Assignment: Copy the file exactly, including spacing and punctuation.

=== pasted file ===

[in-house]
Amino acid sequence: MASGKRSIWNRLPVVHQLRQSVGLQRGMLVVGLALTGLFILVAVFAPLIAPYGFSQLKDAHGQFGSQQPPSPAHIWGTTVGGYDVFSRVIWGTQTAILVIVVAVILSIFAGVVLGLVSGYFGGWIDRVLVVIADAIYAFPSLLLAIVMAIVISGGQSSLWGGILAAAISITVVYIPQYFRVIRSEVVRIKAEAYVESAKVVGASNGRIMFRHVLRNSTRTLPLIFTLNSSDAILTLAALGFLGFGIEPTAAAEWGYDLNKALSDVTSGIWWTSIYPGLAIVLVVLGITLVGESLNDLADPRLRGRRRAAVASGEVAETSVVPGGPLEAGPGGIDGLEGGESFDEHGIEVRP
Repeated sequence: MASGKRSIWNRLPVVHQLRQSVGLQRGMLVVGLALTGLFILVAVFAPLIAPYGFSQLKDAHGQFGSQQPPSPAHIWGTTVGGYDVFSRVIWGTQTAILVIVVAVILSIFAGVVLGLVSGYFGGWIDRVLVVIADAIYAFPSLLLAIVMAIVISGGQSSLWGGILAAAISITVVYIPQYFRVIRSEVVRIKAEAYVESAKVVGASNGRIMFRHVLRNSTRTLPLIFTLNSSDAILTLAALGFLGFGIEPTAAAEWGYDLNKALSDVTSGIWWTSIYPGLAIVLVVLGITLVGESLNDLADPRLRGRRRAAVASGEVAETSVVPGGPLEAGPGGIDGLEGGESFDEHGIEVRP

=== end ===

[in-house]
Amino acid sequence: MASGKRSIWNRLPVVHQLRQSVGLQRGMLVVGLALTGLFILVAVFAPLIAPYGFSQLKDAHGQFGSQQPPSPAHIWGTTVGGYDVFSRVIWGTQTAILVIVVAVILSIFAGVVLGLVSGYFGGWIDRVLVVIADAIYAFPSLLLAIVMAIVISGGQSSLWGGILAAAISITVVYIPQYFRVIRSEVVRIKAEAYVESAKVVGASNGRIMFRHVLRNSTRTLPLIFTLNSSDAILTLAALGFLGFGIEPTAAAEWGYDLNKALSDVTSGIWWTSIYPGLAIVLVVLGITLVGESLNDLADPRLRGRRRAAVASGEVAETSVVPGGPLEAGPGGIDGLEGGESFDEHGIEVRP
Repeated sequence: MASGKRSIWNRLPVVHQLRQSVGLQRGMLVVGLALTGLFILVAVFAPLIAPYGFSQLKDAHGQFGSQQPPSPAHIWGTTVGGYDVFSRVIWGTQTAILVIVVAVILSIFAGVVLGLVSGYFGGWIDRVLVVIADAIYAFPSLLLAIVMAIVISGGQSSLWGGILAAAISITVVYIPQYFRVIRSEVVRIKAEAYVESAKVVGASNGRIMFRHVLRNSTRTLPLIFTLNSSDAILTLAALGFLGFGIEPTAAAEWGYDLNKALSDVTSGIWWTSIYPGLAIVLVVLGITLVGESLNDLADPRLRGRRRAAVASGEVAETSVVPGGPLEAGPGGIDGLEGGESFDEHGIEVRP